|Nov-25-12|| ||BobbyDigital80: In the documentary "Kasparov: American Gambit" the narrator said "Alex Fishbein chose to play to win. We'll see how smart that decision was." It has nothing to do with how smart his decision was, but how much more satisfying it is. People who play chess purely for egoic reasons can never really truly enjoy playing the game.|
|Nov-25-12|| ||perfidious: Regarding the narrator's remarks: in the position where Fishbein declined to continue repeating moves, Nunn wrote long ago that White had more than one way to gain the advantage, although I don't remember him giving any specific idea.|
|Nov-25-12|| ||SimonWebbsTiger: Looking in the books, Sveshnikov thought Black is OK after 9...Qa5 10. Bd2 Qd8. ("The Sicilian Pelikan", Batsford 1989.)|
Fishbein's 16. Nc3 diverges from the line in that book. Svesh giving 16. Bc4.
In more modern books, Informator 104 has an ECO B33 page in the theory section at the back. It clains a small plus for white (after 10...Qd8) with 11. Bd3. It doesn't mention the Harding and Markland suggestion of 11...Be6, which Sveshnikov does.
A top level game in this line is Ivanchuk vs Ni Hua, 2005
Note <acirce>s comment from 2005.
11. Nf6 Qf6 12. Bd3 is also quoted by Informator as giving a slight edge. Nunn-van der Wiel, Marbella 1982 followed this, which might be the Nunn reference!
|Jul-19-13|| ||Morphys Law: So what was Kasparov's mistake, allowing the draw?|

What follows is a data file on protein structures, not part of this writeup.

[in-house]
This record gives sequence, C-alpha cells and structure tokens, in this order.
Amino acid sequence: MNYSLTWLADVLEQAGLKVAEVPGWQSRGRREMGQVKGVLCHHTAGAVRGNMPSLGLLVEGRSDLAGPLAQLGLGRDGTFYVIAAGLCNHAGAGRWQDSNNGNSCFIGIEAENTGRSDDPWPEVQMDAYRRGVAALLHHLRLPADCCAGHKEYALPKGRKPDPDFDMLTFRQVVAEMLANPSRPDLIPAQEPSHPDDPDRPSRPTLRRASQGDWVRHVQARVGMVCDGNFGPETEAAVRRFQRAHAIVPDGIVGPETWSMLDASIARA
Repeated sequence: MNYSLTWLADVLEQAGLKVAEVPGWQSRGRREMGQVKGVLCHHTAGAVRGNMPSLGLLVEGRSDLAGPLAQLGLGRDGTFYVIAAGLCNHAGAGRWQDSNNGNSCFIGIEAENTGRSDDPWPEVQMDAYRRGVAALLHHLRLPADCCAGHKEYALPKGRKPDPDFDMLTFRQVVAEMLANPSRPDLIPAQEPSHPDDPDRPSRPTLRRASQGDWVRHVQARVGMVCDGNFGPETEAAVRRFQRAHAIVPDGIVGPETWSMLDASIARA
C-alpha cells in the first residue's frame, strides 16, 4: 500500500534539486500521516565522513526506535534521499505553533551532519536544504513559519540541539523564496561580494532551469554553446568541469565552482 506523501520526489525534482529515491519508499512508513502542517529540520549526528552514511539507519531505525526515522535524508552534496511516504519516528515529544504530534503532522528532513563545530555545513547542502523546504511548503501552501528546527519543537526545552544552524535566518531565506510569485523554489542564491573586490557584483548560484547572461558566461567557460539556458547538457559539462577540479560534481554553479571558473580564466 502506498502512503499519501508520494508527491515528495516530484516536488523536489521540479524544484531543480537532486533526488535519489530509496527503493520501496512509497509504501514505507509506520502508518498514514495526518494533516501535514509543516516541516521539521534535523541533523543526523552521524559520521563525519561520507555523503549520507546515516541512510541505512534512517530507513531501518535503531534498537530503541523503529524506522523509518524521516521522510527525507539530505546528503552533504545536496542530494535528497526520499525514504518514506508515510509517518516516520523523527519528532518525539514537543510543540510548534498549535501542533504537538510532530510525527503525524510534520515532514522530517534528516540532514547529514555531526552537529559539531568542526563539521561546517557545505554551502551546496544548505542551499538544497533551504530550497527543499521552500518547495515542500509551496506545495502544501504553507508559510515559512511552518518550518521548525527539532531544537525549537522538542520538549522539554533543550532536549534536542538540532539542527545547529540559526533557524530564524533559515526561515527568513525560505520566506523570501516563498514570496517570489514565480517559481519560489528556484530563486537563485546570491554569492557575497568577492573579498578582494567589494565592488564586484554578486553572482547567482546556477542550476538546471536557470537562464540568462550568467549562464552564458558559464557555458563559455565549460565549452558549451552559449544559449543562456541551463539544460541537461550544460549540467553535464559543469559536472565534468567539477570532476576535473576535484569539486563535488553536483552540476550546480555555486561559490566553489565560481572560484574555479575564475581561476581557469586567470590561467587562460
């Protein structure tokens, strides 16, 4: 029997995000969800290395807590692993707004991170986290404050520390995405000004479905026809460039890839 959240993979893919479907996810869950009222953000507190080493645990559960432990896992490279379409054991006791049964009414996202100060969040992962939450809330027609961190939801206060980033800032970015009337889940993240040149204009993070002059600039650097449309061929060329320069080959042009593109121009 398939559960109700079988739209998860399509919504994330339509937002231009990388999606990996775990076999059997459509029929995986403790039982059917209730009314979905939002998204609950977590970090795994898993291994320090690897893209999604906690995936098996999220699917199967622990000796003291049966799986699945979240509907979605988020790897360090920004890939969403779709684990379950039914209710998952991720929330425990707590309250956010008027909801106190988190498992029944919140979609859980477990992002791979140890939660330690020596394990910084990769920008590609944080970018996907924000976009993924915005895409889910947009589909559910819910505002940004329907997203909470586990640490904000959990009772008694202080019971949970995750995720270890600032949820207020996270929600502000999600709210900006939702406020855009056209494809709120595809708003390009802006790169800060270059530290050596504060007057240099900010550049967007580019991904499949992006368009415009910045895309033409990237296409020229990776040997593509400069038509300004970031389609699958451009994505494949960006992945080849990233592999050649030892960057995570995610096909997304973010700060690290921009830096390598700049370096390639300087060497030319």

|Jul-19-13|| ||Poulsen: Even World Champions does not automatical win every game - I dont know much about Fishbein, but I think he has the reputation of being a fierce and imaginative fighter.|
I am not sure about improvements - but I am quite sure, that I would not have played 31.b4 - which I find very risky given the somewhat confined position of the white king. 31.Sd4 may look bad at first, but it frees the bishop - and eventually the king.
|Apr-06-14|| ||siggemannen: Qa5 is the drawish attempt, so i guess that's where Kaspy went "wrong"?|
|Apr-06-14|| ||AylerKupp: I think that Kasparov went wrong with 58...e3. 58...d2 allows the d-pawn to advance one square further towards queening before playing 59...e3 and prevents the bishop sac. After 58...d2 Critter 1.6a evaluated the position at [-7.37], d=27 following 59.Bb5 e3 60.fxe3+ Kxe3 61.Kg3 Rg4+ 62.Kh3 Rg7 63.Ra1 f2 64.Bf1 Kd4 65.Ra8 Rg1 66.Rd8+ Kc3 67.Rc8+ Kb3 (67...Kb2 seems more natural to me, avoiding the light squares, but it doesn't make any difference) 68.Rb8+ Kc2 69.Rc8+ Kd1 70.Bd3 f1Q+ 71.Bxf1 Ke1 (an interesting finesse; 71.Rxf1 looks more straightforward but this gains a tempo to cover the Black king from White's rook checks) 72.Rd8 Rxf1 73.Kg2 Rf2+ 74.Kg3 Re2 75.Kf4 d1Q 76.Rxd1+ Kxd1 with a forced mate in 13 moves per the Nalimov tablebases.|
But 58...e3 certainly looks attractive and the time control at move 60 was likely coming up so Kasparov might have been short on time and probably failed to see the bishop sac and White's ability to set up a blockade along the first rank after moves such as 64.Rc1 f2 65.Kg2 which will prevent Black's pawn from queening. And, if Black exchanges its f-pawn for White's h-pawn, the resulting R vs. R+P ending is a draw.
|Jan-07-15|| ||Eggman: The score here is slightly off. The documentary "Kasparov: American Gambit" (https://www.youtube.com/watch?v=qCh...) makes it clear that the final move of the game was actually 64.Rc1.|
Kasparov on Kasparov: Part I